home to Negombo. There I picked up clothes and toiletries for the Exercise, got into Uniform and
left for the Detachment. Some had not had lunch. I fed them on my account: and with the Quarter
Master who was the most Senior Other Rank left by train for Colombo. At Colombo Fort there was
no transport waiting to lift us to Battalion Headquarters. So we marched to Battalion

Four hired civilian Lorries arrived very late for our move, long after the time set for
departure. The troops already briefed and fed got into the first, second and fourth Lorries; the
third lorry carried the equipment. Our little company arrived at the Start Line on Galle Road at
Ratmalana at about 2100 hours. On the way the momentum of reaching the Exercise area was
delayed by tyre punctures and mechanical trouble developing in the stores truck. Dawn was not
very far away when we arrived at the Assembly area somewhere near Ranna! There was no time
to repair lost sleep, but only for a morning wash by a stream. While I was washing a Warrant
Officer doing the same nearby inquired “Sir, could I have a little toothpaste” I said “help yourself
Sergeant Major”. A couple of minutes later he exclaimed ‘Aiyo Sir may mokakda may ?” His face
and mouth was full of foam! He had inadvertently helped himself out of my tube of shaving
foam!! A packeted breakfast and we moved to get to our battle positions.

Our Company area of deployment was a jungle of thorny eraminia shrubs. I coordinated
my arcs of fire with our own “Charlie Company” on my left, and had to contact a Company of the
Regular Force Sinha Regiment to coordinate the RIGHT arc of fire. It was a long trek through the
thorny shrubs uphill and downhill until I met the Sinha Regiment Platoon Commander Lt. E. G.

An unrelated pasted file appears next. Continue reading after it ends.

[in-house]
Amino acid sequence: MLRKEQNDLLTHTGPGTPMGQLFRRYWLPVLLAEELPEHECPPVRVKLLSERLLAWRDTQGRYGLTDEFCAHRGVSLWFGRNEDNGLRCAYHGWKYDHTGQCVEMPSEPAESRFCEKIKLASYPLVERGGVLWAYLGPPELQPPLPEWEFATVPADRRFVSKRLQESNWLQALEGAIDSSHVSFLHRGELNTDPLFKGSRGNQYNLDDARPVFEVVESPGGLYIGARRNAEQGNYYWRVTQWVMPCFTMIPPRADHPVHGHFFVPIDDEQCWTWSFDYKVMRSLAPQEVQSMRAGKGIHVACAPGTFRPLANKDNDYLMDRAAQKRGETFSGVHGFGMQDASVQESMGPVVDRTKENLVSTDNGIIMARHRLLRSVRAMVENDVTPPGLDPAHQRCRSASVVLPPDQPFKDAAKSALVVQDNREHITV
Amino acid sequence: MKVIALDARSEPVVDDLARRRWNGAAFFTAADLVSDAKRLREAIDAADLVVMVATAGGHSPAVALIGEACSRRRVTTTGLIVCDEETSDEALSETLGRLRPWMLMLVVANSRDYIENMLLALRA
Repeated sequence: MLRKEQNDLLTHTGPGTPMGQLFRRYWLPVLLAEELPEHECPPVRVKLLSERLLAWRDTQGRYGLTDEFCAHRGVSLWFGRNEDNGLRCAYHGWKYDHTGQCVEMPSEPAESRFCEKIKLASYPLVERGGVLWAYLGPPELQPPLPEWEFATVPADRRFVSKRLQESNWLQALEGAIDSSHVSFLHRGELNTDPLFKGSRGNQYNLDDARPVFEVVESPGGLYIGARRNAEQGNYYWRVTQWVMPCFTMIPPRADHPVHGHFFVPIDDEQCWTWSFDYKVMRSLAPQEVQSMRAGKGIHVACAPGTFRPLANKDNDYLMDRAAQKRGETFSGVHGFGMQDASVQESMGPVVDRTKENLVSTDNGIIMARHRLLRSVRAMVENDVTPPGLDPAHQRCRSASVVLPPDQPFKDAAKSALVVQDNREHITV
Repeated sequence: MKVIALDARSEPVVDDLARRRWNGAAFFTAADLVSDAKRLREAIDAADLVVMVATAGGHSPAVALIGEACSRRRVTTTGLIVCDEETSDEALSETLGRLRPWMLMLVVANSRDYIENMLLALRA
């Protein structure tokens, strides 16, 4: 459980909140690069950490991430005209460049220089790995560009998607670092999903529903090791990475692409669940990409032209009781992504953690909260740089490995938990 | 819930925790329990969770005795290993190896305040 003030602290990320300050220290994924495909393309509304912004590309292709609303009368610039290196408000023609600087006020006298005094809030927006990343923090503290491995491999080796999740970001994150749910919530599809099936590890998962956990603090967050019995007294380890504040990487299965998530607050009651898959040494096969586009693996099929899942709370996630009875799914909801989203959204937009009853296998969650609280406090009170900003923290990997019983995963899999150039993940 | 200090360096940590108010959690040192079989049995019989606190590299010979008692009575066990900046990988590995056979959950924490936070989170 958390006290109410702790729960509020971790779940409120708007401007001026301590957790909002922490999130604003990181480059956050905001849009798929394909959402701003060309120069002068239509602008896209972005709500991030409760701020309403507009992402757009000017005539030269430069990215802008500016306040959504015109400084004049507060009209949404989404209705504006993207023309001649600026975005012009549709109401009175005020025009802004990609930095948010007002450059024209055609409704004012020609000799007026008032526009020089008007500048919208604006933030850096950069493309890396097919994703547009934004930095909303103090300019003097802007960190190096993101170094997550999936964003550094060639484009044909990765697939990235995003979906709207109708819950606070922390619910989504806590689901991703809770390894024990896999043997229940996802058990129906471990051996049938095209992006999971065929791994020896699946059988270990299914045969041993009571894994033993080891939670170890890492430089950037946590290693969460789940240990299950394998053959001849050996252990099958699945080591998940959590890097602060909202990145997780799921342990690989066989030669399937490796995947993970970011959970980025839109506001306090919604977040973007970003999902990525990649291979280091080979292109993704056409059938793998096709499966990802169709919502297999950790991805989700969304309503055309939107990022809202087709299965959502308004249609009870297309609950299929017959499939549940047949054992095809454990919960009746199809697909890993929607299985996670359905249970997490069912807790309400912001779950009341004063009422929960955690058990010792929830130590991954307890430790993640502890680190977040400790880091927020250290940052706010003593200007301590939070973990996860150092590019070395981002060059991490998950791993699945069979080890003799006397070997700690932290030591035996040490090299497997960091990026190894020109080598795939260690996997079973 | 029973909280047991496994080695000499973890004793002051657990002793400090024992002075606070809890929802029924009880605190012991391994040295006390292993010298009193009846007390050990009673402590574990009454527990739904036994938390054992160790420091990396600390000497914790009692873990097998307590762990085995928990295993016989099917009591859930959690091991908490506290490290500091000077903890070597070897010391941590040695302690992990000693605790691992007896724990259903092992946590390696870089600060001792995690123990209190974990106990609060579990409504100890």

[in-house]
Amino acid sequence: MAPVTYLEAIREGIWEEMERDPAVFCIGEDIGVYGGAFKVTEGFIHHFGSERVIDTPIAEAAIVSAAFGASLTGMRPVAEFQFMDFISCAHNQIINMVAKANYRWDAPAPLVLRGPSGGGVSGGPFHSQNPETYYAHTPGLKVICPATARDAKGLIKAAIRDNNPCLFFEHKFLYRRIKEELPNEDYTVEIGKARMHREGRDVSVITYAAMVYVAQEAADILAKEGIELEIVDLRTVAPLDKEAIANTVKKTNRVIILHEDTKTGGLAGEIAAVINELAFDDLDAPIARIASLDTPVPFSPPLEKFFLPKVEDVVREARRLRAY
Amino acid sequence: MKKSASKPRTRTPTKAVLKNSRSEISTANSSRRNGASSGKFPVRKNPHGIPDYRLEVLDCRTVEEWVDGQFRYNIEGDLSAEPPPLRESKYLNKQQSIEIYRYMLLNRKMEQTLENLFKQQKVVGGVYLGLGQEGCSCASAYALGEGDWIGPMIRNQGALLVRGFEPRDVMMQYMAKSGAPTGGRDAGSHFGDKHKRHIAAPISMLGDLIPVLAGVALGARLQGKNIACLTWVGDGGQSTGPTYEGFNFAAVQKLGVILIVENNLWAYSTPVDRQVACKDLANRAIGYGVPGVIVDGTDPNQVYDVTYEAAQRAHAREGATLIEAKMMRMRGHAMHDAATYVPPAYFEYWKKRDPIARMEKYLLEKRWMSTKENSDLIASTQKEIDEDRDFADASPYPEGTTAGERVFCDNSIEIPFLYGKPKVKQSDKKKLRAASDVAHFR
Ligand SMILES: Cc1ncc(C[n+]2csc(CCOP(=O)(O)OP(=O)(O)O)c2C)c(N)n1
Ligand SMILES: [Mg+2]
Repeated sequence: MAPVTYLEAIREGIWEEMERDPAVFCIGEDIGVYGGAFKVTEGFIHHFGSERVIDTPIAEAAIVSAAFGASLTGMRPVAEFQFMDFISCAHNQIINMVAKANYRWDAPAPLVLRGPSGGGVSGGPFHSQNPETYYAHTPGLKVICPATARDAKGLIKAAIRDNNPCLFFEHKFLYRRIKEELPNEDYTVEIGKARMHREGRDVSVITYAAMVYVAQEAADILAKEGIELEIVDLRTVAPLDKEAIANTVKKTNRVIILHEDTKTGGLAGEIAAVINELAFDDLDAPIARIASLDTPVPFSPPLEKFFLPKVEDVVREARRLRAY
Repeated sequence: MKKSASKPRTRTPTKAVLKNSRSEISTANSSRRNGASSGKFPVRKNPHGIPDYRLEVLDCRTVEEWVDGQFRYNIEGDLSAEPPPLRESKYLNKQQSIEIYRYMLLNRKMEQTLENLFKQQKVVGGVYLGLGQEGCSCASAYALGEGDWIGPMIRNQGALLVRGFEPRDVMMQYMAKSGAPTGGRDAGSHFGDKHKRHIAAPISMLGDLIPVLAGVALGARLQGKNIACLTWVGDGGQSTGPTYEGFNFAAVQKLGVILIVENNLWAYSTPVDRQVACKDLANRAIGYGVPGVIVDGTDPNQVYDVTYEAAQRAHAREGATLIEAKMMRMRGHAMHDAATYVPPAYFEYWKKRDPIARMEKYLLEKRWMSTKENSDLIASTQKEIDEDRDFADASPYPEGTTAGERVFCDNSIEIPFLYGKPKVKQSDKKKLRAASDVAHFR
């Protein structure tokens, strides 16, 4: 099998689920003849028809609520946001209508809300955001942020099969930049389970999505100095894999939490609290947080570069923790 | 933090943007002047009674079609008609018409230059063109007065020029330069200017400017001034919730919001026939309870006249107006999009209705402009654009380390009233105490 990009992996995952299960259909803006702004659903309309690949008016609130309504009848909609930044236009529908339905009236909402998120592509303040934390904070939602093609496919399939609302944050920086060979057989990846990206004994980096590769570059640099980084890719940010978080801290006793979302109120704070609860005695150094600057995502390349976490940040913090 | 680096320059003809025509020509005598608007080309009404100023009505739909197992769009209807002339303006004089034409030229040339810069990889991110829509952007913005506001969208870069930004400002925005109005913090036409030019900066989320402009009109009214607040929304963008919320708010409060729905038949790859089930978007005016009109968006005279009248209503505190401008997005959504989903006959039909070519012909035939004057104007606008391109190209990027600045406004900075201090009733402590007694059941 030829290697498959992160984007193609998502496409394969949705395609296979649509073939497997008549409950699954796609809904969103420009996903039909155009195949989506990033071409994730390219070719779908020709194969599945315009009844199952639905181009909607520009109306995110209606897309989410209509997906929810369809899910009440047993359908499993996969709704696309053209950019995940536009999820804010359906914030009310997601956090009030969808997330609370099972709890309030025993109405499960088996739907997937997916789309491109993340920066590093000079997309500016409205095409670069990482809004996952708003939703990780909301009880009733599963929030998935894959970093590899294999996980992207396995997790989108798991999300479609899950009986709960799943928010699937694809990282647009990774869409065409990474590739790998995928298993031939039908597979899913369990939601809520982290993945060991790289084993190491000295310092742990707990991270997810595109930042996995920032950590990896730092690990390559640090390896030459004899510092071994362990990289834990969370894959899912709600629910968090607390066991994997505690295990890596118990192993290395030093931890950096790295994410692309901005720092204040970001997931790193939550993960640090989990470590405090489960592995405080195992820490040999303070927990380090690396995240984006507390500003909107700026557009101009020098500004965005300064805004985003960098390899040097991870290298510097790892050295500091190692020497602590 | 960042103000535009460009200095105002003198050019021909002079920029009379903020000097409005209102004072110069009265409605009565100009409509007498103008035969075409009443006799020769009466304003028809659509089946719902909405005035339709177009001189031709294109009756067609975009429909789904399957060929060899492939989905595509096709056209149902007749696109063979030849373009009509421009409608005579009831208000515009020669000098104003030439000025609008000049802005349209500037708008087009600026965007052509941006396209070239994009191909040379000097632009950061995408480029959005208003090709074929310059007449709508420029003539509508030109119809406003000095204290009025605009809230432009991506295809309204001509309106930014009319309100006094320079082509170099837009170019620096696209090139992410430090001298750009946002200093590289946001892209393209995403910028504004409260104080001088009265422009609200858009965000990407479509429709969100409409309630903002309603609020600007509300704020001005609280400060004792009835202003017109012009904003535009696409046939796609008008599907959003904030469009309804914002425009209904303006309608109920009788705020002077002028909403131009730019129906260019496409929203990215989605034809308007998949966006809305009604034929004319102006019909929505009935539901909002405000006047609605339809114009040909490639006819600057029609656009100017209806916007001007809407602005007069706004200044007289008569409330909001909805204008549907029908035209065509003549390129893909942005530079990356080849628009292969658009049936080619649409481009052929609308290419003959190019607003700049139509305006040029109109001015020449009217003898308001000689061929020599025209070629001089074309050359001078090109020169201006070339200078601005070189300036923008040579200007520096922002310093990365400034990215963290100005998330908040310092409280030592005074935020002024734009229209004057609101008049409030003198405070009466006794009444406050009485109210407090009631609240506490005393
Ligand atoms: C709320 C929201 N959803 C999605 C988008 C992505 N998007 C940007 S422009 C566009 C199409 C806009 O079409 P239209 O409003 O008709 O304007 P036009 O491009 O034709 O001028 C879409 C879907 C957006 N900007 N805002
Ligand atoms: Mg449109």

Thevanayagam. My shirt was almost in tatters. It is strange that long years later when we both
had risen in rank, Brigadier E. G. Thevanayagam was Commandant of the Sri Lanka Army
Volunteer Force, and I was his Deputy Commandant!

Directing Staff of the Exercise visited our positions and were satisfied with our digging in
and trenches. My company was asked to send out a patrol into a certain area in the night, the
task being to capture a member of the “enemy” that had landed. We were given wooden rattles
to simulate the noise of firing; and books with tear-away leaves. of denominations of 10, 20, 30 50
etc. to tear away as estimates of ammunition that we would have fired in defence or offence!!
The forward companies were however given blank rounds.

My Subaltern and his patrol had not returned with or without the “Prisoner” it was
expected to capture and bring into our lines. The waiting directing staff had even brought the
prisoner from under cover into the open to invite easy capture! But there was no patrol until
daylight the following day! When it finally arrived, the excuse given was that while they were
stealthily moving towards the direction where the “enemy” was supposed to be, they had heard
noises made by wild animals; and not knowing whether they were elephants, bear or some other,
they all had climbed up a nearby tree for safety! As these noises were intermittent they had spent
the night on the tree and made their way back to Camp when light fell!

Two hilarious incidents occurred in our Battalion area that night while waiting for the
enemy. In one instance our Adjutant and a few members of the Regular Force Permanent Staff in
order to check the alertness and vigilance of the troops in their positions at night, had disguised
themselves in civilian clothes, and stealthily attempted to take away our radio equipment with
them. The troops having anticipated such incursions had pretended to be asleep, and when the
intruders had set their hands on the radio equipment, they set upon them and treated them really
rough! One of them had shouted “stop . . stop . . I’m your Adjutant”. A Soldier is said to have
retorted “Why don’t you say you are the CO”, still pretending that they had not identified the
intruders in the dark! In the other instance a certain Major late in the night had had an upset
stomach, and wanted to ease himself. He had had his water bottle full, and had brought another
water bottle with Arrack to have a swig before or after meals! On his way into the thicket to ease
himself he had told his batman to bring his water bottle to him to wash himself. The major eased
himself and washed himself out of the water bottle which had contained Arrack, and was stricken
with an over powering burning sensation in the tender areas of his posterior for hours!!